Phot:o: Andrew Wright

Velsheda continues her winning streak

Race five completed at the J Class Falmouth Regatta

Friday June 26th 2015, Author: Andi Robertson, Location: United Kingdom

Velsheda won the fifth race of the J Class Falmouth Regatta in dull, damp conditions today to set up an exciting head-to-head tomorrow, Saturday; the oldest and most historic J set to take on the newest, most modern J which won more 2014 regattas than any other. Velsheda's race win, her third from five starts to Lionheart's two, ties the top two protagonists on six points apiece. Two short, sharp windward-leeward are planned for Saturday to decide the overall winner. Both opposing tacticians shrug off the very idea of a title match race, pledging to sail their own first race and then decide what happens, but the results table speaks volumes.

On a murky day of 15-17 knots breeze marked by what locals call 'mizzle', drizzly mist, smart starting was the key to Velsheda's win. While Saturday is forecast to be a summer cracker - warm sunshine, moderate winds and a big spectator fleet forecast to reprise 2012's glorious finale - today was much more a 'Cornish pasty and soup' kind of day rather than cream teas and picnics on the headlands. Such conditions, visibility reduced in the mist to half a mile or less at times, may have thwarted shoreside spectators but it also placed a big premium on navigators 'computer games' calling accurate laylines from their data.

Velsheda's time on distance to the committee boat end of the start line was to within two or three seconds, in anyone's book a perfect start, considering they had 180 tonnes of thundering J class yacht at max height and pace on the line at the gun. In fact the three boats raced bow to bow for a few minutes until Velsheda's windward position and starboard tack ownership finally became the telling factor while Ranger - starting towards the pin end of the line - found themselves pinned to the left, unable to cross and seemingly destined to chase Lionheart for the rest of the two lap windward-leeward. Indeed these two became sufficiently engaged that Velsheda - flying a conventional symmetrical kite downwind while the other two raced with asymmetrics - could step further ahead, finally winning by two minutes and one second.

Strategist Hamish Pepper acknowledged their start on Velsheda was as good as it could be: "You really wouldn't want to be pushing it much harder. It was a pretty good one." Winning tactician Tom Dodson paid tribute again to his core of battle hardened Kiws which have been with the boat for many years, relishing the idea of a head to head with Lionheart. Dodson has no fewer than five America's Cup winners on board.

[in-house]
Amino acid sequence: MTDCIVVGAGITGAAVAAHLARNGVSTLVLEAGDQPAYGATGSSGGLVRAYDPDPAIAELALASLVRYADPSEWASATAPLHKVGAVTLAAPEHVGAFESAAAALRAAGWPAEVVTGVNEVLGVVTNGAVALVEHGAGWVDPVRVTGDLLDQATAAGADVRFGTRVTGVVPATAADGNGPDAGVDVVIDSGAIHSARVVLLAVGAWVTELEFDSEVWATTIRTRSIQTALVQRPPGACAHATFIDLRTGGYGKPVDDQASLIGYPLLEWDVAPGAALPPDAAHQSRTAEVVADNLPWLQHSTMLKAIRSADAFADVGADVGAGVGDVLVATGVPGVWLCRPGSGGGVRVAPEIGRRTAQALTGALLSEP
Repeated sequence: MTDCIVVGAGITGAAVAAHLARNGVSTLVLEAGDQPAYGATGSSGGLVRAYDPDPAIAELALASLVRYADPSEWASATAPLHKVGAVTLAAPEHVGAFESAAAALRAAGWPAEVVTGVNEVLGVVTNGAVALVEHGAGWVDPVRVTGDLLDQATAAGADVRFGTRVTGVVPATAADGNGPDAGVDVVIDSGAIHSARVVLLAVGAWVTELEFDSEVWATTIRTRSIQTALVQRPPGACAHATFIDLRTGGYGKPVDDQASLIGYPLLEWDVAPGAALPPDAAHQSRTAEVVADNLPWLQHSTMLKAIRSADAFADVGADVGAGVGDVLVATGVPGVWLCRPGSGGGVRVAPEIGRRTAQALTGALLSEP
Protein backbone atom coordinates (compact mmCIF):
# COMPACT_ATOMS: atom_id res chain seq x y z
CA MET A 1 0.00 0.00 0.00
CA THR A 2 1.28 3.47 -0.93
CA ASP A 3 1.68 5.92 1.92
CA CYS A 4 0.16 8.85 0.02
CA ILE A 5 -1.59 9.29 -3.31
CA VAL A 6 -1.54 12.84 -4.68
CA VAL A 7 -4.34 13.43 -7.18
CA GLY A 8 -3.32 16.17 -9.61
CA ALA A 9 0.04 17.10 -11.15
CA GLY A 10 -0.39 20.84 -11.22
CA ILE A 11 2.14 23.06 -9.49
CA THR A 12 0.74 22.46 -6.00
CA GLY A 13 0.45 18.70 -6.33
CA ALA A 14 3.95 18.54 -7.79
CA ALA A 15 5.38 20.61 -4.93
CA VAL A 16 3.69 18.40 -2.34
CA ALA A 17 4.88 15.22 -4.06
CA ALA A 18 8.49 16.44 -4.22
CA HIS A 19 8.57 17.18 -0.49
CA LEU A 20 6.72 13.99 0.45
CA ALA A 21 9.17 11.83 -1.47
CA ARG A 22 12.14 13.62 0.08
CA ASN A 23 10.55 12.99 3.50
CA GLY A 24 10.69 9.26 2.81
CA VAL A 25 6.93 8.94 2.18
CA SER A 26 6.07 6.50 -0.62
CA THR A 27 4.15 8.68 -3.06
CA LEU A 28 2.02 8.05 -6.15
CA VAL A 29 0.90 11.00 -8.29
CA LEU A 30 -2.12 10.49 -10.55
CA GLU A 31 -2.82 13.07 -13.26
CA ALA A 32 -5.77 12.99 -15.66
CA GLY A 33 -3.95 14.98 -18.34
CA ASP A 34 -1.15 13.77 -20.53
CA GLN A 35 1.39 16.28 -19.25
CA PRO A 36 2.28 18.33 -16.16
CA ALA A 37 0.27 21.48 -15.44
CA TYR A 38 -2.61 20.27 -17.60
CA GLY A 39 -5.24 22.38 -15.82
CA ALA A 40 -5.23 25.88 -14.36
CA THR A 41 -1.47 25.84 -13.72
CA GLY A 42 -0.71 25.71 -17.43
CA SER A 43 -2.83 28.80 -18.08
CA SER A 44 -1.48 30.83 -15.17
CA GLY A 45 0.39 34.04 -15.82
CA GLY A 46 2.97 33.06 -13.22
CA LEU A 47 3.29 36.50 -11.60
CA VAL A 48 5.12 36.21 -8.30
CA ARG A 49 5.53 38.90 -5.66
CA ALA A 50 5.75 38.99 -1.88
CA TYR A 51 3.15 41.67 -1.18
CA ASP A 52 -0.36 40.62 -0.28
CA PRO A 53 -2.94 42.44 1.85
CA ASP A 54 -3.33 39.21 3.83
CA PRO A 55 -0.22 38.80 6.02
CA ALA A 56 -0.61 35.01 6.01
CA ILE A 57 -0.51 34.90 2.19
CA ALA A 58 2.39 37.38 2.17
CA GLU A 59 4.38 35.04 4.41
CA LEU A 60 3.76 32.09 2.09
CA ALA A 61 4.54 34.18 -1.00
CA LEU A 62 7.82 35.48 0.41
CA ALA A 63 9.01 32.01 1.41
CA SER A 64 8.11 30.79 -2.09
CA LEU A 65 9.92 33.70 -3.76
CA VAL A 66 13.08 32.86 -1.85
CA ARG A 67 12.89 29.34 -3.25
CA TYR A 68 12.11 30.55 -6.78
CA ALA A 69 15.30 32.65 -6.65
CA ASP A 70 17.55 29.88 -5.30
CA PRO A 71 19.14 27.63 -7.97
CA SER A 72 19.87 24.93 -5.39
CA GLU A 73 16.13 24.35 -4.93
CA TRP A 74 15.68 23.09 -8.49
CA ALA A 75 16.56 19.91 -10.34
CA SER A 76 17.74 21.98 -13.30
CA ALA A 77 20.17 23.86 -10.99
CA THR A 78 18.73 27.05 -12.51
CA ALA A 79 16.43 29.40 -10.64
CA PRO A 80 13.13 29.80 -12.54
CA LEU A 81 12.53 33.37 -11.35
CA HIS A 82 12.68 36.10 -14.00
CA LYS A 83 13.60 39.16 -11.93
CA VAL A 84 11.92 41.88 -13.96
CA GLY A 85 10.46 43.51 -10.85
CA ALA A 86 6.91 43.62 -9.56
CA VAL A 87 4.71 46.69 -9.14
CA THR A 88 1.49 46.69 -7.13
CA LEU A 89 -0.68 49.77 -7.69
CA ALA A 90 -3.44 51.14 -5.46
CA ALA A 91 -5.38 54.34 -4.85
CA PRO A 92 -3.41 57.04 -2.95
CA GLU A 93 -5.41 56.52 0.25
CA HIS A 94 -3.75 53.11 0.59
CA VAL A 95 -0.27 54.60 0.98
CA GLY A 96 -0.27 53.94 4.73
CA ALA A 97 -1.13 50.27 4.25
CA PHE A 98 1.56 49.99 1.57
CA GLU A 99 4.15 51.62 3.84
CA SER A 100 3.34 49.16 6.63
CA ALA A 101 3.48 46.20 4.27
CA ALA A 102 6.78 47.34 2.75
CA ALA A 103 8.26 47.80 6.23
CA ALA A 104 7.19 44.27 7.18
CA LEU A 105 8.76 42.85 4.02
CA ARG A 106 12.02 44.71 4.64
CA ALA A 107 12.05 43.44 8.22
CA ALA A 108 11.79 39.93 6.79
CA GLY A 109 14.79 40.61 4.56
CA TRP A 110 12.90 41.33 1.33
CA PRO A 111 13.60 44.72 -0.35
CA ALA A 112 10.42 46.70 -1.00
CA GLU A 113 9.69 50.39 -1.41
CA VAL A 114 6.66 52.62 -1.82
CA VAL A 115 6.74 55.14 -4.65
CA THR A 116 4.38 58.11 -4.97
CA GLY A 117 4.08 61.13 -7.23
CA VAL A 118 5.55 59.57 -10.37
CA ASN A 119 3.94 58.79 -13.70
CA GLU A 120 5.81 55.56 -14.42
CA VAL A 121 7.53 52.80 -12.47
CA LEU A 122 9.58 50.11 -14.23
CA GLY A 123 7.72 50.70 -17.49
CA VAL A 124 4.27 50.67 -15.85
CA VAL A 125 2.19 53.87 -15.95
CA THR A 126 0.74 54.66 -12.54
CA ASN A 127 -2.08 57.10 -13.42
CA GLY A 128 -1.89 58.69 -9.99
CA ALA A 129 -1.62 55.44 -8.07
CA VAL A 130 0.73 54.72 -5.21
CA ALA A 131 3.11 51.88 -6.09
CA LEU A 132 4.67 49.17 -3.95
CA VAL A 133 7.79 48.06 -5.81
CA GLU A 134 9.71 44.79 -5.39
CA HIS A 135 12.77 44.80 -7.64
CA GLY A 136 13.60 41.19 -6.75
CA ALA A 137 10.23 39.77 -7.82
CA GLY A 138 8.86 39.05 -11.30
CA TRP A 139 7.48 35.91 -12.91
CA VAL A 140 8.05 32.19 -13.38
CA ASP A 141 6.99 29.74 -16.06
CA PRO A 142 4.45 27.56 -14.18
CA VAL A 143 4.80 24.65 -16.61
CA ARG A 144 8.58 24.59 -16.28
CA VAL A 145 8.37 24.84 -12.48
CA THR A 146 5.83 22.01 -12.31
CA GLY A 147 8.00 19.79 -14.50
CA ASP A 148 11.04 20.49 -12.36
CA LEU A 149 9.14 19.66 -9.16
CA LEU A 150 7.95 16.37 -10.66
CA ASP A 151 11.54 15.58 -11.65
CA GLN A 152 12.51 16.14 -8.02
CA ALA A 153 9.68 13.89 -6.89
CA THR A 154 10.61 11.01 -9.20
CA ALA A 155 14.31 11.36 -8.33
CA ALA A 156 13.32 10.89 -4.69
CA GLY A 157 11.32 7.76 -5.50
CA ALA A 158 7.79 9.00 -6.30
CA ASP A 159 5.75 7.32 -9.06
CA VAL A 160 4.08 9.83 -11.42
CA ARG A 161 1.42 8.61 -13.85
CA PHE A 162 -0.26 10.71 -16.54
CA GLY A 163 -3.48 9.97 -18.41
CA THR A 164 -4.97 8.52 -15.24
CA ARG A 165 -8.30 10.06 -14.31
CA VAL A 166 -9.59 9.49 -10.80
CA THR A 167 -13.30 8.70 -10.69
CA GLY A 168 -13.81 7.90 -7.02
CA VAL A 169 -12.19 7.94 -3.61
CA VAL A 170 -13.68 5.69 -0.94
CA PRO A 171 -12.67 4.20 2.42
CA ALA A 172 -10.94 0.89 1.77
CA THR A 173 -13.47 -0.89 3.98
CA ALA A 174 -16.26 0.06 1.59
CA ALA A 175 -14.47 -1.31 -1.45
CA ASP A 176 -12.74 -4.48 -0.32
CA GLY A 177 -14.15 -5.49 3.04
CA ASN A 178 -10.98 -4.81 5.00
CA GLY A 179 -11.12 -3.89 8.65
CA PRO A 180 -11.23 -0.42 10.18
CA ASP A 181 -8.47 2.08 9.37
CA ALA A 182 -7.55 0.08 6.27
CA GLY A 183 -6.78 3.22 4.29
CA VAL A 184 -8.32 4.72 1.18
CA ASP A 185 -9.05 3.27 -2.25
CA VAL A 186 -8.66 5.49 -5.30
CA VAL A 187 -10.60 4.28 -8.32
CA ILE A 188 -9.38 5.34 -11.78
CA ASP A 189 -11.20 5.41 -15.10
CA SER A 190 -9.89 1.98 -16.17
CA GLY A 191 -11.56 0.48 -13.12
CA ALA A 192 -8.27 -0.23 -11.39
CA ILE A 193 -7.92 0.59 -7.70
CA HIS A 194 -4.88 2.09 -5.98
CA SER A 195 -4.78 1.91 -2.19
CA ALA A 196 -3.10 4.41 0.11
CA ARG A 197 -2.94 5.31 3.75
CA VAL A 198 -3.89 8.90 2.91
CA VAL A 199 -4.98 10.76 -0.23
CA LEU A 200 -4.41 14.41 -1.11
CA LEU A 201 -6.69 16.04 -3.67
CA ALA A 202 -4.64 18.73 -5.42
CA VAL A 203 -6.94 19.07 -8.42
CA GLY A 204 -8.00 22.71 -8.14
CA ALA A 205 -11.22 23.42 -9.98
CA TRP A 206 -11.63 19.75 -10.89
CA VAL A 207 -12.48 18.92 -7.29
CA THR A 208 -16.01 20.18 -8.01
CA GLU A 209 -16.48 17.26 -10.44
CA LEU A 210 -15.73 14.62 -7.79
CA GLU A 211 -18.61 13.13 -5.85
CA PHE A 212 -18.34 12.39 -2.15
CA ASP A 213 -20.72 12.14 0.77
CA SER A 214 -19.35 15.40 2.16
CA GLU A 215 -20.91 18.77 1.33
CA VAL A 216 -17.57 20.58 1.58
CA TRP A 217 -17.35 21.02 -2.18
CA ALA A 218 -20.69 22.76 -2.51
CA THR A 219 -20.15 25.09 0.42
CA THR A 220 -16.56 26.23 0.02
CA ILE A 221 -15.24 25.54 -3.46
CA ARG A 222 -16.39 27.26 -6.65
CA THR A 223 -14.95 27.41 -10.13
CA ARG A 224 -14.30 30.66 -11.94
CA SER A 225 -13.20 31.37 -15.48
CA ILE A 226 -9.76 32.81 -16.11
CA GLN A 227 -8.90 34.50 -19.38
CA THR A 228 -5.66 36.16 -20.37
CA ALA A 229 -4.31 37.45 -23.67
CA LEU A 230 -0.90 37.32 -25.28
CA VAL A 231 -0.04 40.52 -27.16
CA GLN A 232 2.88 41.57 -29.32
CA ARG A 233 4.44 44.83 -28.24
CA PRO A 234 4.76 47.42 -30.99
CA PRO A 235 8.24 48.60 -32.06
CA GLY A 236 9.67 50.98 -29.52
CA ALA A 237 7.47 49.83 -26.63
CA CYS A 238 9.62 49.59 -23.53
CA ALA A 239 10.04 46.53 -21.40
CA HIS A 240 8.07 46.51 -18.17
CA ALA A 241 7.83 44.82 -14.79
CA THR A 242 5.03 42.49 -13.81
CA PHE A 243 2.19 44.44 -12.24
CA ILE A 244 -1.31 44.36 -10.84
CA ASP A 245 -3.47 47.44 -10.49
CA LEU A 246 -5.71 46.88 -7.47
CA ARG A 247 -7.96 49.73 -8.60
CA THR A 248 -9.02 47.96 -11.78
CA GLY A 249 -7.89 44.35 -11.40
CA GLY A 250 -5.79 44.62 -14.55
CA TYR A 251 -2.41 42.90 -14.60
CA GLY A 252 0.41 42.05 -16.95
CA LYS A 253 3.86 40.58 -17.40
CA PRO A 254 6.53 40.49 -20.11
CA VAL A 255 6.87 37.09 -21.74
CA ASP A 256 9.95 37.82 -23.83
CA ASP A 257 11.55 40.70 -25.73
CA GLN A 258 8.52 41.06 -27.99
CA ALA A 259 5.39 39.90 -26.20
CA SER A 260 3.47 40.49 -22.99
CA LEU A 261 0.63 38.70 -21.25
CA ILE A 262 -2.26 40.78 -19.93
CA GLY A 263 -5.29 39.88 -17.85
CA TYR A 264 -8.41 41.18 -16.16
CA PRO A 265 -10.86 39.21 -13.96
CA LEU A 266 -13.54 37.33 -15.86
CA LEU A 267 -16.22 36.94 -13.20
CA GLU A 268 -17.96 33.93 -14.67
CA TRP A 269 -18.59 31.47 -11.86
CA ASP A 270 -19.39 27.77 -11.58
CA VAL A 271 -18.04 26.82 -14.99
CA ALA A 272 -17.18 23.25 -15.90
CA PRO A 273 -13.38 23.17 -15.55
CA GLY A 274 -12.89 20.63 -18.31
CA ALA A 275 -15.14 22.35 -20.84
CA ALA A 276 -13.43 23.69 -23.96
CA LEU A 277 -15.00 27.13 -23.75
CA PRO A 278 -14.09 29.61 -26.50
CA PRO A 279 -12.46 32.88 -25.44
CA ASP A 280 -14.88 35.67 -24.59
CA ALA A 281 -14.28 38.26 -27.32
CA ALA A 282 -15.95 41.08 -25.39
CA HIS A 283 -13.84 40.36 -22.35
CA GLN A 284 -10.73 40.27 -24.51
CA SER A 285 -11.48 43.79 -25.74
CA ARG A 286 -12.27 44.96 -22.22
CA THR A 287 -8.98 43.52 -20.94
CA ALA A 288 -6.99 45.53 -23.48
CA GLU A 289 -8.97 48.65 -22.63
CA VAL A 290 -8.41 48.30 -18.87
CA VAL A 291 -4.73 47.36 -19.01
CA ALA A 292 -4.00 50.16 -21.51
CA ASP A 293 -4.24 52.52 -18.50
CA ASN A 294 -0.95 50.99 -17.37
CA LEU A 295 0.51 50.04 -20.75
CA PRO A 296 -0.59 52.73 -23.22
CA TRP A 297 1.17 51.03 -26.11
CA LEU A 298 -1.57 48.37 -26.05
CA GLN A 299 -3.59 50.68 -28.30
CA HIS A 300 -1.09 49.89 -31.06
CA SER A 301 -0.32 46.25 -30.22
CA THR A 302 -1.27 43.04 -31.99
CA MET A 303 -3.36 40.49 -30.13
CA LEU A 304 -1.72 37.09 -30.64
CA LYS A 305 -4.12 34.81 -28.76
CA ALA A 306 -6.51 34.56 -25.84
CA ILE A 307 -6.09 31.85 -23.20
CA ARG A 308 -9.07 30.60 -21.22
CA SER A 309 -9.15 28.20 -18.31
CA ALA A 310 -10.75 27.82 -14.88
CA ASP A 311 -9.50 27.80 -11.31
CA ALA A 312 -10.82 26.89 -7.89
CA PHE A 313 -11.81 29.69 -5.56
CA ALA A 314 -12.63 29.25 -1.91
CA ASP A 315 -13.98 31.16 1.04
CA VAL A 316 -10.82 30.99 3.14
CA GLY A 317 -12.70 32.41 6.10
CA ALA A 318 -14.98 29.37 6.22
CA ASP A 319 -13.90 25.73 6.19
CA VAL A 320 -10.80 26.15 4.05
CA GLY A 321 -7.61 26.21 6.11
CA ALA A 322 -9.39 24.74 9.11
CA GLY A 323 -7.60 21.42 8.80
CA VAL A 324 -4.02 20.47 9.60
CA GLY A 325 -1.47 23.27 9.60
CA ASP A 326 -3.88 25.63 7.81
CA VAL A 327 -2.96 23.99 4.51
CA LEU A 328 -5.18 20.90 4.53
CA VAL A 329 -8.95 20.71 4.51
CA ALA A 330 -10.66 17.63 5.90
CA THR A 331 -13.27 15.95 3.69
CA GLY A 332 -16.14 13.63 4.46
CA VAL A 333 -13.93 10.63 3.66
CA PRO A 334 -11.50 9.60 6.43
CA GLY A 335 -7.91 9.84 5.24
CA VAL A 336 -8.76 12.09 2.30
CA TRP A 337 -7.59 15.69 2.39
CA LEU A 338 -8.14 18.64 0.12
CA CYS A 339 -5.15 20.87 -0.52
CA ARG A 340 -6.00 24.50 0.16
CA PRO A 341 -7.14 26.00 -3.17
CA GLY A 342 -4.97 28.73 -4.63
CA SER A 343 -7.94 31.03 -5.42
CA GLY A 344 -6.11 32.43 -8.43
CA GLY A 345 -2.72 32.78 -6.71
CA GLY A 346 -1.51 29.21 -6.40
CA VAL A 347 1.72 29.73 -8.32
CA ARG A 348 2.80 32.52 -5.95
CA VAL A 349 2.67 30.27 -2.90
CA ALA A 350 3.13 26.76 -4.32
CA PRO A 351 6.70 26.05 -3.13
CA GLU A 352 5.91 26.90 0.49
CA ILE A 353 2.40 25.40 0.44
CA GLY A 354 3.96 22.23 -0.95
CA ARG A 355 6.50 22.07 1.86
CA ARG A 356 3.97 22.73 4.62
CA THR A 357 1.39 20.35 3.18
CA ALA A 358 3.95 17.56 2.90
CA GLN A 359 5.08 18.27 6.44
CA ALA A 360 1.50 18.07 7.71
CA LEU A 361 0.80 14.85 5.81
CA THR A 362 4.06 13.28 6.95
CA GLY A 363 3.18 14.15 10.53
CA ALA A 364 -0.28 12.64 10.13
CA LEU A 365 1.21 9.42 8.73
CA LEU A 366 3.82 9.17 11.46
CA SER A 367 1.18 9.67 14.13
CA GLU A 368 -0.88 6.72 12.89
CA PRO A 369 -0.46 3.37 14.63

"Our start worked pretty well. It was spot on. We have good comms with us all. There are such big consequences if you get it wrong. All three boats were going at about the same speed and so we were able to hold them all right to the layline. The scariest thing though is not seeing any of the marks and just trusting instruments all the time."

Pepper commented: "We have such a good crew. The first crew boss was very structured in how we do each manoeuvre and so we got to the point where we could sub in people to the jobs, the job definition in there. But we are at another level now." says Dodson, "And today we had the symmetrical spinnaker up and so we were outgybing them with the same straight line speed." "Us and Lionheart are sharing the wins but I am sure Ranger will be putting in an appearance or two appearances tomorrow. I guess we won't be trying to play too much tomorrow." "We don't have the height Lionheart have upwind and so we have to start a bit differently. But if tomorrow we could have two starts like today's we'd be well set."

"It will be pretty exciting and could end up all locked together on points with all three points. I am tired of match racing Ranger so it would be nice to get some good fleet racing." Lionheart's John Cutler says, "Starting is key and whoever gets a good start is in control and we have not been starting so well. All of them have been pretty ropey. Today we got an overriding turn as we tacked into leeward of Velsheda and could not get the job set. Our briefing has been about starting every day and it is getting a bit more under control each day. Tomorrow we will show we can get off the line. Today we all held each other out to the layline and whoever has got starboard tack gets it. We almost got them but Velsheda kept chipping away and did a nice job."

For local Falmouth pro sailor Frano Tregaskis who is sailing on Ranger, racing in the J Class on his home waters is a bit of a childhood dream come true. He grew up racing at Restronguet in the wake of Ben Ainslie, before turning professional. He has raced on Lionheart and Shamrock before. "It is such good fun. There is so much interest in the town. I used to look at the history books when I was ten years old and see the stories of the J Class racing here off Falmouth, so to be back now doing it is a bit of a dream come true. To be one of the few people who has done that is great. And all my sailing mates are glued to the VHF in the rigging shops, the chandlers and so on, listening to the Irish Dentist, Donal, giving them the commentary," said Tregaskis with a smile.

Race 5 (all times corrected)

1 Velsheda 1hr 20m 40s
2 Lionheart 1hr 22m 47s
3 Ranger 1hr 23m 43s

Standings after 5 races inc 1 discard
1 Velsheda (3) 1, 3, 1,1 6pts
2 Lionheart 1,(3),1,2,2 6pts
3 Ranger 2,2,2,(3),3 9pts

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